March New Home Sales Roar

March comes in like a lion and out like a lamb, the saying goes, but it evidently doesn’t apply to new home sales.

HUD and the Census Bureau on Friday reported sales of new single-family houses in March jumped to a seasonally adjusted annual rate of 1,021,000, 20.7 percent higher than the revised February rate of 846,000 and 66.8 percent higher than a year ago (612,000).

Regionally, every region saw double-digit increases in sales except for the West, which saw sales fall by 30 percent in March to 147,000 units, seasonally annually adjusted, from 210,000 units in February. From a year ago, sales in the West fell by 2 percent.

In the South, sales jumped by 40.2 percent in March to 694,000 units, seasonally annually adjusted, from 495,000 units in February. From a year ago, sales nearly doubled, increasing by 90.1 percent. In the Midwest, sales rose by 30.7 percent to 132,000 units in March from 101,000 units in February and increased by nearly 80 percent from a year ago. In the Northeast, sales rose by 20 percent in March to 48,000 units from 40,000 units in February and jumped by nearly 110 percent from a year ago.

“As expected, the new home sales report released today by the Census Bureau showed a sharp rebound in March following a cold weather-induced February slump,” said Doug Duncan, Chief Economist with Fannie Mae, Washington, D.C. “While weather events explain much of the recent volatility in new home sales, we believe the underlying trend remains strong. An extremely tight supply of existing homes for sale and favorable mortgage rates continue to drive demand for new homes. In turn, homebuilders are struggling to keep up with demand.”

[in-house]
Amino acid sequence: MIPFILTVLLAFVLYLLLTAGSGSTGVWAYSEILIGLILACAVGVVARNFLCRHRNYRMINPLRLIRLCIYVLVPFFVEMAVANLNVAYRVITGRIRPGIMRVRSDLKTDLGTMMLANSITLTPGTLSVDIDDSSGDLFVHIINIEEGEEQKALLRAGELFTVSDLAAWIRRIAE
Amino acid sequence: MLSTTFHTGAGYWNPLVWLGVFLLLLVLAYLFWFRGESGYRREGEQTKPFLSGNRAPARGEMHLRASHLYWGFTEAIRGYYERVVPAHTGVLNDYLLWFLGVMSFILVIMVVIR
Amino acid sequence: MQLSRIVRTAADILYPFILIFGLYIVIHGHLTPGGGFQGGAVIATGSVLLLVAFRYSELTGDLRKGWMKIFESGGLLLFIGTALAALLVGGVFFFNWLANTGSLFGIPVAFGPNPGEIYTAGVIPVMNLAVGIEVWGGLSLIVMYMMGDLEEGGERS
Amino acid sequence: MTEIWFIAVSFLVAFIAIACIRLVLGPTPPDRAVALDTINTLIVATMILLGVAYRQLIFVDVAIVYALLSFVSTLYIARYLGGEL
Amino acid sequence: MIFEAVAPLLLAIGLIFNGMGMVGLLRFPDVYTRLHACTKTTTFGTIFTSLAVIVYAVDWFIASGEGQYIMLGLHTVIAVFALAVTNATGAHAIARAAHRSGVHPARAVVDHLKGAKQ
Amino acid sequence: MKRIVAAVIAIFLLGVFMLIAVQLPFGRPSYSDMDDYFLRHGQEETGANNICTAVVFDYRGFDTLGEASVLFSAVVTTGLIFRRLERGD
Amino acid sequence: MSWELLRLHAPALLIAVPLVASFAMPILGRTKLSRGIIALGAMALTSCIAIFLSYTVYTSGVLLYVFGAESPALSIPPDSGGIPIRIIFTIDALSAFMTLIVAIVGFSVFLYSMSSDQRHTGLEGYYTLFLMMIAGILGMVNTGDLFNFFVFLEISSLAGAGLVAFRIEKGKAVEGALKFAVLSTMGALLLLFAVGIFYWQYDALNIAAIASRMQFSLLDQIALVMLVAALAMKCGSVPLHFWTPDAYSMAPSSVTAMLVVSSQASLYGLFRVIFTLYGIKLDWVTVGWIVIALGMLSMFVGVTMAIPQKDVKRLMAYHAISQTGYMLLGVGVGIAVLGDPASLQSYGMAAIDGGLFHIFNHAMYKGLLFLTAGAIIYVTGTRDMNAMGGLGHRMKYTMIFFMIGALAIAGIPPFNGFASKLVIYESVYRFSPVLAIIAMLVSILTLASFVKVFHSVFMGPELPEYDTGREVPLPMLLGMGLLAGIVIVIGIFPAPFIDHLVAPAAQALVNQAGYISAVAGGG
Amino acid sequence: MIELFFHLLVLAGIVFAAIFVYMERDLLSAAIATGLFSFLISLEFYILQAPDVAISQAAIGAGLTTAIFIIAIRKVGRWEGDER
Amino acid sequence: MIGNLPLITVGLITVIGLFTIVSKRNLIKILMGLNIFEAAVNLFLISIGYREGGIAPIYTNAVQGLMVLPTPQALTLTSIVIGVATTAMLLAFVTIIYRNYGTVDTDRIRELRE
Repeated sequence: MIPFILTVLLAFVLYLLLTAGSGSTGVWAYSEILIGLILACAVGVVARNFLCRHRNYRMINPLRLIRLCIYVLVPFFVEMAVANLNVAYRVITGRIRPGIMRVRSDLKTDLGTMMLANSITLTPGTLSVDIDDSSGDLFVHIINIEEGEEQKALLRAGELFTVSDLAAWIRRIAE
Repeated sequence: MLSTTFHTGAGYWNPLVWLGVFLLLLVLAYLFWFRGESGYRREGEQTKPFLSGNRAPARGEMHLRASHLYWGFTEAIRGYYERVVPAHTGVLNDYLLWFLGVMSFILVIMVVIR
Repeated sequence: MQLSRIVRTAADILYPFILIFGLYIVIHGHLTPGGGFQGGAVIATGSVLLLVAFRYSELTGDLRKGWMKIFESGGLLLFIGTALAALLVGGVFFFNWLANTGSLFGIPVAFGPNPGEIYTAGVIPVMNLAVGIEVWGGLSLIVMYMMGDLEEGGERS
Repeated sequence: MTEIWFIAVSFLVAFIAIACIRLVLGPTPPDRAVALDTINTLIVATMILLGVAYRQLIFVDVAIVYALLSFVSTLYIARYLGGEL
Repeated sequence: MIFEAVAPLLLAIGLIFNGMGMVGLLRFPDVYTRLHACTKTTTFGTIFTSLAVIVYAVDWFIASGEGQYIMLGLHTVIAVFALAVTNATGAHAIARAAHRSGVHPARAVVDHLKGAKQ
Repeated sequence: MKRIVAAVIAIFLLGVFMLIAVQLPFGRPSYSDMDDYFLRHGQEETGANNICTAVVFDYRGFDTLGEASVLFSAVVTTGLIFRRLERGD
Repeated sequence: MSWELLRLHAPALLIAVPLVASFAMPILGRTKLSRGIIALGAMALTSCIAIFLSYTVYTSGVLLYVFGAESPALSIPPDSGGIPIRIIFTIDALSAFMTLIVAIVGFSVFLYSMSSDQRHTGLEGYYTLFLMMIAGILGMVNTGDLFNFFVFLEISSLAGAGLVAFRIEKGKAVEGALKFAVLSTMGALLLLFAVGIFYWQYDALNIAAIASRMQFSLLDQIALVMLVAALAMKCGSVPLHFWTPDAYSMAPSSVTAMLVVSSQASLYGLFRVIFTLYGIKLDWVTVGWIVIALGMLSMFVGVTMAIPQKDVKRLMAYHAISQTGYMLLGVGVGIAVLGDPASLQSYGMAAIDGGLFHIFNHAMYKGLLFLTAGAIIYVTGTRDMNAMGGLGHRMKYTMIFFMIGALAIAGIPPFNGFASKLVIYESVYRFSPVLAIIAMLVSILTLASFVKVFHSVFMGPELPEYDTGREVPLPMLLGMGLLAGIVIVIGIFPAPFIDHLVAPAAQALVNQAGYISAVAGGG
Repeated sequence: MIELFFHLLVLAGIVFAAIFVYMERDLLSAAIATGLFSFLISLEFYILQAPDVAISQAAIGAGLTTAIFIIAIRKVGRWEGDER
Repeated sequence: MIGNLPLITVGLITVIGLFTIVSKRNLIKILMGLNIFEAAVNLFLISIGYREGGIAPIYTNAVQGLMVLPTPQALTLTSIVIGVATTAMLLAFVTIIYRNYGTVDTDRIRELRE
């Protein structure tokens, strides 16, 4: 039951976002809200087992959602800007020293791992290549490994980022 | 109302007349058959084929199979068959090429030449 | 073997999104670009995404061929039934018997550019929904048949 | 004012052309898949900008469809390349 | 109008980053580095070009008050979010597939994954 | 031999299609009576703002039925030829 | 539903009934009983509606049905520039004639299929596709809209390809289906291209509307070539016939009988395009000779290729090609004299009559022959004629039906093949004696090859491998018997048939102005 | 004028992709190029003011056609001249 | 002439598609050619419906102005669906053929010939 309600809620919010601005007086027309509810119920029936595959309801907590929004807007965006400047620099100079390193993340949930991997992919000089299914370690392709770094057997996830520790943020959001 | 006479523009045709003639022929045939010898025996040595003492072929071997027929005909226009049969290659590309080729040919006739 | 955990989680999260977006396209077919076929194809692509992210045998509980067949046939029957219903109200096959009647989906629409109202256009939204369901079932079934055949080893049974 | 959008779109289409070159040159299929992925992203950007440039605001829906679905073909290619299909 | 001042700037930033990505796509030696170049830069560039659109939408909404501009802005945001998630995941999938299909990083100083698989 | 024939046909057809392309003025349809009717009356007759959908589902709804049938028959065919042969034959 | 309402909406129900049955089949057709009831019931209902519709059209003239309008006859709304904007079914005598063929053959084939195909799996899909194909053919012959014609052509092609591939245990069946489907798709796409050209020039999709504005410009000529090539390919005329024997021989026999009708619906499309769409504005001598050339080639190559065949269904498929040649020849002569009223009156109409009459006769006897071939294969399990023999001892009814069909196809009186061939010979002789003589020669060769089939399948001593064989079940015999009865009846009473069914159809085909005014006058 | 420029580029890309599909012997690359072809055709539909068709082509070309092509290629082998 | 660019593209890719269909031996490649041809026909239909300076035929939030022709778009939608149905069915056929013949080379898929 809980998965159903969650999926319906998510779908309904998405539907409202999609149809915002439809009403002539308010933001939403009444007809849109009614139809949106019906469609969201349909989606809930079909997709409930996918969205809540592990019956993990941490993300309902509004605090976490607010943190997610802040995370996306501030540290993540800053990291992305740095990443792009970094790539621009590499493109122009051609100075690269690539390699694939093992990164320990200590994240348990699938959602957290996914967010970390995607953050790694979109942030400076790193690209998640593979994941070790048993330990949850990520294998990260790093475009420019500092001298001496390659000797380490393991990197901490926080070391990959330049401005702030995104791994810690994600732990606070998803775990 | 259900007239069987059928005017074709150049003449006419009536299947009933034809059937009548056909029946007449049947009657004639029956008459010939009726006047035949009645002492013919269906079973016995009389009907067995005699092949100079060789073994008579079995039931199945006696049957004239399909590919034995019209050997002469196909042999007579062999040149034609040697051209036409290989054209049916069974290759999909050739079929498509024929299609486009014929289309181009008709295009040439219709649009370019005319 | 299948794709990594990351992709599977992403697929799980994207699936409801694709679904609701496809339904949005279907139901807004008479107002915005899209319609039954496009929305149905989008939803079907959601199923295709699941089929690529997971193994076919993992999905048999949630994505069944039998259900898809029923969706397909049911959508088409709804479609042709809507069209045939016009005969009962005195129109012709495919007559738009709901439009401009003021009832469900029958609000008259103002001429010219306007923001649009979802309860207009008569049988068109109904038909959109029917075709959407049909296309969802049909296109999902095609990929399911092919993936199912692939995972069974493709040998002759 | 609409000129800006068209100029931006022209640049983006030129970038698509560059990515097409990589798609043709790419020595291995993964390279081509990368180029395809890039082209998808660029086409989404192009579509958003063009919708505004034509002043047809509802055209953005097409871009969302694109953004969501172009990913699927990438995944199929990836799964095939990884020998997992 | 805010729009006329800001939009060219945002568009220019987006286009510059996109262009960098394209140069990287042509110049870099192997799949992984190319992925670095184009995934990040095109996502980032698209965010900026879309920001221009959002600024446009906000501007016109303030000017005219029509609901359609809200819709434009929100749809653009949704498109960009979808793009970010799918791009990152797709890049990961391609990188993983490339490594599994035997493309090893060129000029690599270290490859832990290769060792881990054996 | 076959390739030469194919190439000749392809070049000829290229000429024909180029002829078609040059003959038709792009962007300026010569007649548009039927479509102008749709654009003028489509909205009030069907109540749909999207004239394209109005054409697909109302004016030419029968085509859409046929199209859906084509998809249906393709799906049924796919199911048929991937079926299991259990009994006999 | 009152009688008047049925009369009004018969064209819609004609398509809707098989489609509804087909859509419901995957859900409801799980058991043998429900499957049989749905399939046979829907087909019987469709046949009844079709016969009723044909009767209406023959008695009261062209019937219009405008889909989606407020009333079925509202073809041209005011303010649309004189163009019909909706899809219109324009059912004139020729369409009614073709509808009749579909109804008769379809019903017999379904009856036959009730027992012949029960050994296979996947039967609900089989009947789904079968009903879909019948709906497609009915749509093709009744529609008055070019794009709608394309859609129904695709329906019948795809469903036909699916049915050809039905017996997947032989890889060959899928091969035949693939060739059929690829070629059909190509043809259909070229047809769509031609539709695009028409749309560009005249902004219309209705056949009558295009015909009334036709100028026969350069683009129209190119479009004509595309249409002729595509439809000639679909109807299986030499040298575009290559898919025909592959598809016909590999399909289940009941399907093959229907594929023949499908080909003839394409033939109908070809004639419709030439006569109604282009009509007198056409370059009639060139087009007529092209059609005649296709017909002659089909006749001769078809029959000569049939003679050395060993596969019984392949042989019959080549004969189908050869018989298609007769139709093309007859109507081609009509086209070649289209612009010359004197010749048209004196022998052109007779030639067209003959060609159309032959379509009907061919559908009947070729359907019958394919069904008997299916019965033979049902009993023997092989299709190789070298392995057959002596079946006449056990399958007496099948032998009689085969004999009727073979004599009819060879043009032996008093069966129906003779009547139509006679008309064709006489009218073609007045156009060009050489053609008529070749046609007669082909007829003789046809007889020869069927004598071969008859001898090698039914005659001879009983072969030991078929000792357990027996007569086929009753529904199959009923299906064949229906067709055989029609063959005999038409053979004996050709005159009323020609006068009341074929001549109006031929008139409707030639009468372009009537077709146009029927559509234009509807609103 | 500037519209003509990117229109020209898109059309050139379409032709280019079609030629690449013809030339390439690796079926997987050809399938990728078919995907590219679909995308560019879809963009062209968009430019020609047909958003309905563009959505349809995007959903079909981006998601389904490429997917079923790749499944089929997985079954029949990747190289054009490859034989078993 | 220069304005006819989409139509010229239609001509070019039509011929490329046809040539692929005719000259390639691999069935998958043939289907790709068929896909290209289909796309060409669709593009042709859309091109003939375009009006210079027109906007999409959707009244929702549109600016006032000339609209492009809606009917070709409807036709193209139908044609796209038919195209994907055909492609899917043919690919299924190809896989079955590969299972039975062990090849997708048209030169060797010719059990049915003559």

Duncan added the March increase in homes sold-but-not-yet-started “likely points toward continued strength in new home construction in coming months.”

“The rebound in new home sales actually understates the strength of the housing market,” said Mark Vitner, Senior Economist with Wells Fargo Securities, Charlotte, N.C. “Demand is exceptionally strong throughout most of the country, and buyers have a fistful of dollars accumulated from relief checks and savings built up from when they were not dining out, attending concerts, traveling or spending money for other discretionary items or services during the pandemic.”

Vitner said home builders are selling homes faster than they can build them. “The strength in home sales has caused many builders to limit sales in new home communities,” he said. “Builders still face a litany of supply chain bottlenecks, ranging from lumber and plywood to countertops, cabinets, molding and appliances. Shortages of shipping containers and the slower rollout of vaccinations in Canada, Europe and many developing countries mean that these bottlenecks will likely persist until later this year or well into 2022.”

The report said the median sales price of new houses sold in March was $330,800. The average sales price was $397,800. The seasonally adjusted estimate of new houses for sale at the end of March was 307,000; this represents a supply of just 3.6 months at the current sales rate.